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jump to last post 1-5 of 5 discussions (6 posts)

When both parents are gone. Alzheimers

  1. profile image46
    Durrichposted 8 years ago

    I was a lucky person to have 2 wonderful people guide me through childhood and beyond. I lost my dad to Alzheimers 3 years ago and suddenly my mother to a massive coronary.  While we had a chance to say goodbye to the father I knew, and also goodbye to the physical Dad (the real one left us piece by piece for 5 years)- my mom's death was unexpected and no one had a chance to say goodbye.  I am now working through the incredible loss of them both. It's difficult to grasp at times that the phone won't ring, or her car just show up.... We were partners through my dad's illness, although she was the primary caregiver and kept him at home until he died.
    I'm writing here for all who've suffered the loss of both parents. Yes, I know we're adults, and this is the natural order of things --- but I'm reaching out to those who now find themselves surprisingly the 'head of the family' and those who are trying to define the path of their lives.

  2. profile image0
    Brenda Durhamposted 8 years ago

    Yes it's the natural order of things, as you said.
    No that doesn't make it any easier.
    I'm sorry for your losses!

    My father's gone.
    My mother's not, except parts of her memory are gone....

    When my father was terminally ill, my Mom was taking care of him, and I asked one of my brothers what we were gonna do when he died.  He said simply "Take care of Mom".  And that's what us children have done and are doing, trying to do.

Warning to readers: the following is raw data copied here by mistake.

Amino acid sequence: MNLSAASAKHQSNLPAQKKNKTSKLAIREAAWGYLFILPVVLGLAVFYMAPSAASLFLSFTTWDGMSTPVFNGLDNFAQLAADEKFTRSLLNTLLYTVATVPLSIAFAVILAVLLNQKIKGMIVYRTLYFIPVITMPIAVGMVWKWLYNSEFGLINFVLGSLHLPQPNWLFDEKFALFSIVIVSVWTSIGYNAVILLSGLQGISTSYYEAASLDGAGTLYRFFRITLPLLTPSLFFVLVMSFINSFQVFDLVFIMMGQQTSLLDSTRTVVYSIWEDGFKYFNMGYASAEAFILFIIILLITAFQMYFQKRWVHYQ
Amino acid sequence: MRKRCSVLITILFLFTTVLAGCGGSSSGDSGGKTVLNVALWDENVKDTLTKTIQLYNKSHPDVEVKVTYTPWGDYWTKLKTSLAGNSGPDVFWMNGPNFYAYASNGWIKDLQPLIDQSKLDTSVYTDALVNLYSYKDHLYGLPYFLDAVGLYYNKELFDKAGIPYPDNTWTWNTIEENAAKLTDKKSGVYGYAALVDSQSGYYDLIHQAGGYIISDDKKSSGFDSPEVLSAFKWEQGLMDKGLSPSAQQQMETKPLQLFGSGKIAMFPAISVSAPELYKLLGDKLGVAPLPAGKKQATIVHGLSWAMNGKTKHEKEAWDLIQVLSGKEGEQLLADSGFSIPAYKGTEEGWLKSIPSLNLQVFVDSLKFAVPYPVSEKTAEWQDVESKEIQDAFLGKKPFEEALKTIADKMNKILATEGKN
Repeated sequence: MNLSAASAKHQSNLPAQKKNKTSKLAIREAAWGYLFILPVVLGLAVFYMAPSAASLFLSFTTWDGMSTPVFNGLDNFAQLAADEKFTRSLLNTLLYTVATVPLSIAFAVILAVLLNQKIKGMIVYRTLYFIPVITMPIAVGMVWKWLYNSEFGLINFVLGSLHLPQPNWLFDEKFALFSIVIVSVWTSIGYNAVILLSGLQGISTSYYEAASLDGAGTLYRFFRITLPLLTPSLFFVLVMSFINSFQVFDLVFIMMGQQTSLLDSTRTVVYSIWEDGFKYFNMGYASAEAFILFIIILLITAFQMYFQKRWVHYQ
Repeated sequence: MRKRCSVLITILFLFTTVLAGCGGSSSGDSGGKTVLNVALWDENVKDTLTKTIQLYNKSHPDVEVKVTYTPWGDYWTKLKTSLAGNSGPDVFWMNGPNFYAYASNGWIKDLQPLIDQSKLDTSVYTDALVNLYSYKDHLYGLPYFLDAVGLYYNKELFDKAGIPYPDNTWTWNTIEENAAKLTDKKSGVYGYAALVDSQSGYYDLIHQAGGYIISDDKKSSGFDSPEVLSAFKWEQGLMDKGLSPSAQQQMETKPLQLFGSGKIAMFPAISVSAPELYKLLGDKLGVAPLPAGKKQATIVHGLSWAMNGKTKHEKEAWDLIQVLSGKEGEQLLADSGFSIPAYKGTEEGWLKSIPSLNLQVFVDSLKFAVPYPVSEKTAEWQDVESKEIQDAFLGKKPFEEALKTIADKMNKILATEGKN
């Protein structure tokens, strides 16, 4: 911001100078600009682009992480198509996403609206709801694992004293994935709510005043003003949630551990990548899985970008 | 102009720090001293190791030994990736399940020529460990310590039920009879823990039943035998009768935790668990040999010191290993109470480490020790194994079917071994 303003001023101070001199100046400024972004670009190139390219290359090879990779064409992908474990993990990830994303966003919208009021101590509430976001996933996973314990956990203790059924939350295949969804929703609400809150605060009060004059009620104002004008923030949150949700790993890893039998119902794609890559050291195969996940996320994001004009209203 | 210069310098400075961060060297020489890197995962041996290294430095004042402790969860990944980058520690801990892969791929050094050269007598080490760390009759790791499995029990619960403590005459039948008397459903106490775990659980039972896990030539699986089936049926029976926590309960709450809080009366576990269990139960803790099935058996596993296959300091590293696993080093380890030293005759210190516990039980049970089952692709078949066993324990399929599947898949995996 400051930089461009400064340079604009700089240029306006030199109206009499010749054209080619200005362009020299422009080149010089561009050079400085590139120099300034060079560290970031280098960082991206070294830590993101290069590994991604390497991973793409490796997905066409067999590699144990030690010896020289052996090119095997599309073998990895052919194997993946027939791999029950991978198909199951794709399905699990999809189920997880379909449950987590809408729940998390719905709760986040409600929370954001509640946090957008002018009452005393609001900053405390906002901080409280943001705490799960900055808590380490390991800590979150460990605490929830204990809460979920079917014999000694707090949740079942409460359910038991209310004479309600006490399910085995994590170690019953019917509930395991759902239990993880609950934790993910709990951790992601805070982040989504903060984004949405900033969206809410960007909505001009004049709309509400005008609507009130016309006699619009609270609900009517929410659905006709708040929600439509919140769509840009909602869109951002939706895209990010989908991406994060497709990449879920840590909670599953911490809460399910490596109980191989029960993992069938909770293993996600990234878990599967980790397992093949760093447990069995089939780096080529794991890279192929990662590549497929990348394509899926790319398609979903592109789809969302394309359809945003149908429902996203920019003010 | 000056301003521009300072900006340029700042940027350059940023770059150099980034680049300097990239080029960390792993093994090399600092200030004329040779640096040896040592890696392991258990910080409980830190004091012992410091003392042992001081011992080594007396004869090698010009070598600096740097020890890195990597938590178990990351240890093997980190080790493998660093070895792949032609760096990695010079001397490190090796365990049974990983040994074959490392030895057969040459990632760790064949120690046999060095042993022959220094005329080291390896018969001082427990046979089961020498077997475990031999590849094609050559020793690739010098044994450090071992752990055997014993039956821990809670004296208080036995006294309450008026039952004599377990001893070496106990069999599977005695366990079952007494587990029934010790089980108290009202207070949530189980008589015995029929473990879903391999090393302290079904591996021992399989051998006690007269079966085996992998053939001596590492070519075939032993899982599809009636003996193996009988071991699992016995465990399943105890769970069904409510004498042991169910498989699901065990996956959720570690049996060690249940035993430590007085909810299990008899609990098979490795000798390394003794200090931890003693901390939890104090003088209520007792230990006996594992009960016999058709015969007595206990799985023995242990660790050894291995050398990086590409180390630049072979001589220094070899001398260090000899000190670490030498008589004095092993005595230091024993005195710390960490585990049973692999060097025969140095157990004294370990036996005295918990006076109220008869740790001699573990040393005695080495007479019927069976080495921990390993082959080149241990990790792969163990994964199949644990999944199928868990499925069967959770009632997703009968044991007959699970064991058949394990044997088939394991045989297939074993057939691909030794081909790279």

Later on, I asked Mom what we should do when she died.
    She said carry on the legacy.  She meant the legacy of belief in, and Loving, the Lord.
    That's what defines my life, and it's what will define it when Mom dies if I'm still alive.

    Love never dies.

  3. Maria Cecilia profile image67
    Maria Ceciliaposted 7 years ago

    My father died in 1997 and mother died in 2005, though I am an adult already, I still cried like a child when I dreamt of them and had a seconds of forgetfullness that they are gone. though I move on and continue living my life, I still don't visit the grave often only on NOvember 01 but sometimes I missed too... visiting their grave is like reminding me how sad life without them....Lucky are those who already have a family of their own and still have both parents with them, and parents see how successful thier children are...... that would be my dream that will never come true, my parents witnessing me enjoying my dreams, and how I can take care of them,,

  4. profile image0
    Home Girlposted 7 years ago

    I was never fair to my parents while they were alive.
    I left them and went to Canada after my husband.
    I never was close to them or understood them completely.
    I criticised them severely.
    I never had time or money to go and visit my ailing mother and my father who was ill with cancer.
    I lost them both. I did not have a chance to tell them that I loved them very much. I wish  I had. If yours are still alive - tell them how much you love them and appreciate their existence. Loss is a terrible thing - there is no medicine for that.

  5. rebekahELLE profile image89
    rebekahELLEposted 7 years ago

    it's always sad to lose our parents at any age, now you are living the dream they had for you.


    HG, those are powerful words. I think that works for parents also, telling your children you love them, often, at every age.

    1. Maria Cecilia profile image67
      Maria Ceciliaposted 7 years agoin reply to this

      I agree with you rebekahelle

 
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